Which sucks, but that's capitalism for ya.
Digital is nicer for the big corps, so as with the vinyl/cd transition digital is what we get, quality of broadcast be damned.
I caught 'From Up on Poppy Hill' recently, and while I enjoyed the movie the cinema experience wasn't- the image didn't feel alive to me, it was flat & dead like watching a really gigantic television. Projected film vibrates with life, digital does not. To me it's like the difference between standing on the seashore or beside a lake- crashing surf vs. a mild pulsation.
I'm absolutely an iconoclast when it comes to the whole analog/digital 'thing', whatever form it takes. The switchover is irresistible- you can't show what the studios don't produce. I can grasp the business realities while continuing to condemn them from the consumer sidelines. The further theaters retreat from the utopian vision of being artisinal movie palaces, the more like giant living rooms they become, the likelier it is I'll stay home and wait for a movie to drift past, leaf like, on the stream.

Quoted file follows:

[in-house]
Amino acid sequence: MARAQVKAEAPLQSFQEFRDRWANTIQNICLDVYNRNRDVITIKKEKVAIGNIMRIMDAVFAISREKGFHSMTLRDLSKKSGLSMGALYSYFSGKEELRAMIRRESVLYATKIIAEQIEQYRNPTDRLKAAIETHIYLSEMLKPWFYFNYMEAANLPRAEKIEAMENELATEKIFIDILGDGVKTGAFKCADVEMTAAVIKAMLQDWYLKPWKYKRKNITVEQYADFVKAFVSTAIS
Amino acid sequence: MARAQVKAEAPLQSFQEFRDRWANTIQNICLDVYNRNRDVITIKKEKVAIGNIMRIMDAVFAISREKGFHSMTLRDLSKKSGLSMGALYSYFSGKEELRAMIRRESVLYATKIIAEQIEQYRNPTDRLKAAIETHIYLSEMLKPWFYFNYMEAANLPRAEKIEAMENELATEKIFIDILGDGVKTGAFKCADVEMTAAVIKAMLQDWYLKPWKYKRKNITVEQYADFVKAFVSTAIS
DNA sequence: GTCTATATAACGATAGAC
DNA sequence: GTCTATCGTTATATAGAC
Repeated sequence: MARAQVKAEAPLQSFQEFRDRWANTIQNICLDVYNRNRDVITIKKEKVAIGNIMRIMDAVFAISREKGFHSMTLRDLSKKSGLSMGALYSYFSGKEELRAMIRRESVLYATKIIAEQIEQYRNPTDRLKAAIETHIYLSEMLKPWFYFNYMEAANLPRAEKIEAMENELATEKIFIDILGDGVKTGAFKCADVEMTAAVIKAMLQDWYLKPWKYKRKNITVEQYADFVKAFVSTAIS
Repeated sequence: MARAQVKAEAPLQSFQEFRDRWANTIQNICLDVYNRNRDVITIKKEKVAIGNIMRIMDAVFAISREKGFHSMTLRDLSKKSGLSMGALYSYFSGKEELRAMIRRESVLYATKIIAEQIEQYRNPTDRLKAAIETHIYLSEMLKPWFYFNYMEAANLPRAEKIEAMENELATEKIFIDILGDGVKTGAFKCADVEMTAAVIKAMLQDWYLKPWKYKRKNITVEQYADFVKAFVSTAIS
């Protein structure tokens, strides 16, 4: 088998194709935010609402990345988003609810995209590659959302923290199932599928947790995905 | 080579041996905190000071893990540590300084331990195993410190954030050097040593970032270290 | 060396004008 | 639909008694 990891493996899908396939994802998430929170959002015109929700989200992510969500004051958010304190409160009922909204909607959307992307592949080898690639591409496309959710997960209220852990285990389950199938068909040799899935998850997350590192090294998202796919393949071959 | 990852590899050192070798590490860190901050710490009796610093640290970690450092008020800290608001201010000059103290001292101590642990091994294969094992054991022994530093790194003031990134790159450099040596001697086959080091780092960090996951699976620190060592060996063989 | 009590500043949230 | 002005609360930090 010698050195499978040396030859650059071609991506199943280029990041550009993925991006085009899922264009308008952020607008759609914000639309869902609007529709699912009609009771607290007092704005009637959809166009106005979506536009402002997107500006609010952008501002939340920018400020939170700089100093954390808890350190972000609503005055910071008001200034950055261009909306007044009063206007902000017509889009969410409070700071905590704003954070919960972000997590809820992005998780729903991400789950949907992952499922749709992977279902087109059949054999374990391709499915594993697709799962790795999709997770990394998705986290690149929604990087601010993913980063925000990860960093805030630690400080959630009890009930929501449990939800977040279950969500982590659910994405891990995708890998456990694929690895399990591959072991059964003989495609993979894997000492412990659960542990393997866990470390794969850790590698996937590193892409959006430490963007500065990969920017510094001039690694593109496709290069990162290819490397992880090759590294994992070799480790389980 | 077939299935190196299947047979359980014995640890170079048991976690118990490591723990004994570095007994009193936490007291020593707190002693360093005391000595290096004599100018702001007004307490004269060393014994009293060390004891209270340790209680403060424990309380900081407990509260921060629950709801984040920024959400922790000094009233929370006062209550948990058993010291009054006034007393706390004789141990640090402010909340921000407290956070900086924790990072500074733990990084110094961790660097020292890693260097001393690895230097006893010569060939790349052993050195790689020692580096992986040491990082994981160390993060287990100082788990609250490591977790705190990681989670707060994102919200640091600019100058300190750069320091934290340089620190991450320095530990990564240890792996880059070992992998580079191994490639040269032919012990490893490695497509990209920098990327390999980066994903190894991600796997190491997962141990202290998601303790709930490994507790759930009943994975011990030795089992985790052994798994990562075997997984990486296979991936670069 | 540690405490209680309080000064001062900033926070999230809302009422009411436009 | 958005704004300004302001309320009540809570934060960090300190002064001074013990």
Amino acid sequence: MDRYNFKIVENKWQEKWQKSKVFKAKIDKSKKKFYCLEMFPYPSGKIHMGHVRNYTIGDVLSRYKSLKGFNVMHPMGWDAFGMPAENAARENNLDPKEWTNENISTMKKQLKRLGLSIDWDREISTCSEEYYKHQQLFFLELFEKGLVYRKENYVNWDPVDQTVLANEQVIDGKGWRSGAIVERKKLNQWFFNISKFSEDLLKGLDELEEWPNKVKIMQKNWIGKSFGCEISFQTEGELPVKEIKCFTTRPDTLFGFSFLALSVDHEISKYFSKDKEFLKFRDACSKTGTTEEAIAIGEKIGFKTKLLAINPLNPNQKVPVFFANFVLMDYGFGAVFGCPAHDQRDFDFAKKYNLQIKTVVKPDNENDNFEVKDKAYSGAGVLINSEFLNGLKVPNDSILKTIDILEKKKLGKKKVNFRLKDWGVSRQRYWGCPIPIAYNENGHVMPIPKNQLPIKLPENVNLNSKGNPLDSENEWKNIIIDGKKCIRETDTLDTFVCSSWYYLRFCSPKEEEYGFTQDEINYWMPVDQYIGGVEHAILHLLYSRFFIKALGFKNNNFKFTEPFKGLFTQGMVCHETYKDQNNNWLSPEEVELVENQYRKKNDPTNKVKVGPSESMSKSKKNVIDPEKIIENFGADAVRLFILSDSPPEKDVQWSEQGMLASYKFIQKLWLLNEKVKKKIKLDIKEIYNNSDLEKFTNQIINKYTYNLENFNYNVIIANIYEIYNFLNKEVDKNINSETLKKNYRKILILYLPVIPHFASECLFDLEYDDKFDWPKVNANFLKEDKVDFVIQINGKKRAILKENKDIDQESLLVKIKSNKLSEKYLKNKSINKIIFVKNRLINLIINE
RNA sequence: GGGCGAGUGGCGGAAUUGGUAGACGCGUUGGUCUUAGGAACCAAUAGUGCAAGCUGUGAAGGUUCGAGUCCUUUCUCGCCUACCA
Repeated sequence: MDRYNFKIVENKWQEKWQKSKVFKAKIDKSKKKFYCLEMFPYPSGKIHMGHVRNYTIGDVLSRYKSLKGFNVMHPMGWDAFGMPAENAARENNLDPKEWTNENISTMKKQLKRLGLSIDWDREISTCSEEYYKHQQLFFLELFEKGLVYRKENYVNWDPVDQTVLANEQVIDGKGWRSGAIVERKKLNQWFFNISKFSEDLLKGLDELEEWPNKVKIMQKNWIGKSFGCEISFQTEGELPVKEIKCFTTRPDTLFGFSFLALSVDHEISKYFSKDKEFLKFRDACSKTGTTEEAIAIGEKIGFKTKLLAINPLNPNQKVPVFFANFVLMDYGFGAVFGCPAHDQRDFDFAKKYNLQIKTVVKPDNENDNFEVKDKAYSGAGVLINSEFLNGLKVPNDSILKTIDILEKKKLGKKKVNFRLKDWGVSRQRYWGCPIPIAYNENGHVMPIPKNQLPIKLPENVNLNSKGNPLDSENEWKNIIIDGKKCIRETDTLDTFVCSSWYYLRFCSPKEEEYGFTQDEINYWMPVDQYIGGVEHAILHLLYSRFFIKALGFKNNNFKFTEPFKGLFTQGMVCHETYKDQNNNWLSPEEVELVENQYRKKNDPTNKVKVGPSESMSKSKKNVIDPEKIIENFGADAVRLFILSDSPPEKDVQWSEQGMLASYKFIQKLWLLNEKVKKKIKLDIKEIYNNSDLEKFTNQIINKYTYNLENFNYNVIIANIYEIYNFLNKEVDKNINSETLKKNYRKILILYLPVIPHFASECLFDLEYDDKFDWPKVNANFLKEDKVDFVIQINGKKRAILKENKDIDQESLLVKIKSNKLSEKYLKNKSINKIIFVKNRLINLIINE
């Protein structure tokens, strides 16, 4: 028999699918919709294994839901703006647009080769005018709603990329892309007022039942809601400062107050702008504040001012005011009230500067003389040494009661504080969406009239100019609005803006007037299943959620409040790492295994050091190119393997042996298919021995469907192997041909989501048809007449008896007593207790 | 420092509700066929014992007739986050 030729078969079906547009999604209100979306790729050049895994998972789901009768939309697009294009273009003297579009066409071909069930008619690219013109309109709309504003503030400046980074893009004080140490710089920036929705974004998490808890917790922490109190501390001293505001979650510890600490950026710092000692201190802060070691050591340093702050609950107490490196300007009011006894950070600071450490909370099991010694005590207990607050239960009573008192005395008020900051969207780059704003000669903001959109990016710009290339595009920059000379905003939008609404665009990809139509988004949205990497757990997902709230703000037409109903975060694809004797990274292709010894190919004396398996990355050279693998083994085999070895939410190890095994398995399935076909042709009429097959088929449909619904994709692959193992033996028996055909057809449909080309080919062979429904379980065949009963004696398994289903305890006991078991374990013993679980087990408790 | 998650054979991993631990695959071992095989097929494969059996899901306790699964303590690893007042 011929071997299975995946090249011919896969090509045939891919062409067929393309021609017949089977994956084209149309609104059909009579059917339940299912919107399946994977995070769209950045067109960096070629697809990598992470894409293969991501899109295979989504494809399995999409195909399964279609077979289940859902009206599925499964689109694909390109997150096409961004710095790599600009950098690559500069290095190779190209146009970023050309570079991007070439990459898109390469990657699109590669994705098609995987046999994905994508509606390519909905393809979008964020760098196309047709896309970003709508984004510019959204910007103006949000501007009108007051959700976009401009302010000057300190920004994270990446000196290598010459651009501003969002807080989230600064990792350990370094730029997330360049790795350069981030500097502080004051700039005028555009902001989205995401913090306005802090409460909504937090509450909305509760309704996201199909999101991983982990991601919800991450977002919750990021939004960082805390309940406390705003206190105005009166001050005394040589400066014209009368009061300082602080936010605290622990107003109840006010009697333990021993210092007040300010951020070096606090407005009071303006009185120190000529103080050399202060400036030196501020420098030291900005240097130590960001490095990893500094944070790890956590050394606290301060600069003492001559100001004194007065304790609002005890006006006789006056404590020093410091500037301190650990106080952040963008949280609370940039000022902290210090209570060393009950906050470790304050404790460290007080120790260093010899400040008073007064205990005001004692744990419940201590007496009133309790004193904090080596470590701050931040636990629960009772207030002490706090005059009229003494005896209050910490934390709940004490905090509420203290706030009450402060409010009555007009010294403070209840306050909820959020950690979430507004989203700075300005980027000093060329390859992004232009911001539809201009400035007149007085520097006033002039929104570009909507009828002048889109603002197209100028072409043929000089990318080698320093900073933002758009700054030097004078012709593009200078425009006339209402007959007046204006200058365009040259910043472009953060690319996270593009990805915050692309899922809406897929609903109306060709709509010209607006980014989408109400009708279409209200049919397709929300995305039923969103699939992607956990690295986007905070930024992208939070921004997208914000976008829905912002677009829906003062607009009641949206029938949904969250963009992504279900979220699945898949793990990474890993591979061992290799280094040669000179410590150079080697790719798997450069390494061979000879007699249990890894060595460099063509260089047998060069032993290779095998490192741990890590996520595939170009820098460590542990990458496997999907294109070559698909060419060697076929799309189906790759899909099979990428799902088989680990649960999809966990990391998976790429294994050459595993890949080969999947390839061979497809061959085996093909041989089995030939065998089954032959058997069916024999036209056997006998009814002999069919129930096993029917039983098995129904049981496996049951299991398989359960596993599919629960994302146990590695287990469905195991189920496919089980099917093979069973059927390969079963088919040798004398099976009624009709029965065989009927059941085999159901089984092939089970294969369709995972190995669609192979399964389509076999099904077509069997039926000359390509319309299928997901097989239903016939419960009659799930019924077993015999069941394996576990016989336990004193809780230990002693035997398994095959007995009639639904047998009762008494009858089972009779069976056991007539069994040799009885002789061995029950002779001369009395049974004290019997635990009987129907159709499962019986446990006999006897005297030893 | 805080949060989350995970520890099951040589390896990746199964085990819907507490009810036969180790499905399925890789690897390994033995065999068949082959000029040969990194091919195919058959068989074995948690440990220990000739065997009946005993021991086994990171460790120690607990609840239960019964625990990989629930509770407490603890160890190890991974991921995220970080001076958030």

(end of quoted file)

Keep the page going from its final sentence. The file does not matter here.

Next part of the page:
When the quality of the cinematic image is no different in the movie house than in your living room the question becomes a simple one of scale rather than a complex one of a living image vs. a compressed and processed one.
And that decision is an easy one for a homebody like me to make.